Wednesday, June 5, 2019

REVIEW: 'The Handmaid's Tale' - June Learns More About the Resistance Network Created by the Marthas in 'Mary and Martha'

Hulu's The Handmaid's Tale - Episode 3.02 "Mary and Martha"

June helps Marthas with a dangerous task while navigating a relationship with her pious and untrustworthy new walking partner.

In 2018, there were 495 scripted shows airing amongst the linear channels and streaming services. The way people are consuming content now is so different than it used to be. It happens according to one's own schedule. As such, there is less necessity to provide ample coverage of each specific episode in any given season from a show. Moreover, it is simply impossible to watch everything. As such, this site is making the move to shorter episodic reviews in order to cover as many shows as possible. With all of that being said, here are my thoughts on the next episode of Hulu's The Handmaid's Tale.

"Mary and Martha" was written by Kira Snyder and directed by Mike Barker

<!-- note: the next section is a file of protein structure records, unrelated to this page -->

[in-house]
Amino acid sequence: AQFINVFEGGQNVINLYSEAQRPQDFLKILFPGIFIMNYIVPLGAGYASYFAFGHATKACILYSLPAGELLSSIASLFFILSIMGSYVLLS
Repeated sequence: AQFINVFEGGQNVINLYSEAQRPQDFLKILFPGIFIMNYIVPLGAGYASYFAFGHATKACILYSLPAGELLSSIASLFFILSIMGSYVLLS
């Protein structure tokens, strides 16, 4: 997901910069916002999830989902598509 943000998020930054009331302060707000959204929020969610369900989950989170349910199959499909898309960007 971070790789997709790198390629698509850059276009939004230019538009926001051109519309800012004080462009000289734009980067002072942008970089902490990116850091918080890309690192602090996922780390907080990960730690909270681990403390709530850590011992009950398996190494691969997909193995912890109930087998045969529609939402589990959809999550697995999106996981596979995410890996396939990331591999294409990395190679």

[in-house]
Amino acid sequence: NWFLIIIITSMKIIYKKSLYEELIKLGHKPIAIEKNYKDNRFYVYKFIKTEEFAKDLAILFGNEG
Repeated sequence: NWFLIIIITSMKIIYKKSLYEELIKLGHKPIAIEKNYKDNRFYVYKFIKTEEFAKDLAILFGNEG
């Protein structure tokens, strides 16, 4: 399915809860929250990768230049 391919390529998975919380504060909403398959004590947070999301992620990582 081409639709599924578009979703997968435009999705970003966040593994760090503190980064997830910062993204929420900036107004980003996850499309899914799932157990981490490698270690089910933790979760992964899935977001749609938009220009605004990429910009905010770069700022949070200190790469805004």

This creative team remains intrigued by the nuances and intricacies of the Gilead society. There are aspects of this country that have not yet been explored. There is a complete portion of the city that is off limits to handmaids. As such, June is in the industrial district for the first time here. It's really just a brief glimpse though in order to better understand the network that the Marthas have created. The Marthas have also been an underutilized class in this society. June and Rita didn't have a close dynamic. June even notes here that Rita didn't allow her to really help with her responsibilities. In her new posting though, everything is much more open. However, there is still the fundamental understanding that everything is exactly the same as it has always been. There is the hope that Commander Lawrence is better than Waterford. In some sense, he absolutely is. He and his wife are completely aware of everything that is going on within their household. Commander Lawrence only seems to punish people when they repeatedly lie to him. He is open to all of June's suggestions because he knows that she likes to stir up trouble. He is willing to give her plenty of opportunities. He just expects her to deal with all of the repercussions in the aftermath. This hour encompasses a lot of melodrama simply from the fear that the network could already be exposed after a Martha is shot by one of the guardians. And yet, there is no real emotional connection to that loss of life. Nor is there any genuine concern that this could be the end of the network to the resistance. June hasn't had a solid track record when it comes to getting people out of Gilead. Emily and Moira have successfully made it to Canada. They are successes who are adjusting to their new lives which seem normal compared to everything that happened to them in Gilead. However, June failed to achieve the same fate for herself. She was always caught. Now, the show is teasing that she may have better luck actually building on the network that is fueling the resistance. There is obviously more of an effort in detailing the fragility of Gilead with more talk of war in Chicago. However, that also comes with the reminder that June thinks her walking companions are always pious pieces of shit. That's not really new. Her new companion definitely seems more devout. But she serves a purpose in providing more tactical information about what's happening in the world at large. That could be useful if limiting. Plus, June's first big mission with the resistance is a complete disaster. She forces her way onto this covert operation. It goes awry. It ends with her having to bury a body in the backyard. That's a grueling experience for her. It also plays as Commander Lawrence trying to teach her a lesson. However, it also seems like yet another instance in which this society is finding a way to abuse the most vulnerable among them. Aunt Lydia survived her close encounter with death. She is disabled and lashing out for control. June is given the opportunity to continue being of service because of that. And yet, it's already precarious for her to continue being in a seemingly stable position within this society. The show has strained credibility in order to keep that construct going for as long as possible. The Waterfords are gone for the moment. The Lawrence family is incredibly different. And yet, the pacing and the storytelling is still basically the same. That quality extends to the drama in Canada as well which mostly deals with how everyone is dealing with their new lives. Luke and Moira are now raising a kid together. Emily is baffled by how normal everything seems. She thought this kind of life was gone. She gave up hope. And so, it takes her awhile to reach out to her family to see if that connection is still there. But that does finally happen. Both Emily and her wife completely stop everything because they may have found each other. again That is so beautiful and emotional. However, the show has also trained the audience to be wary of any potential happiness because it's unlikely to last long in this world.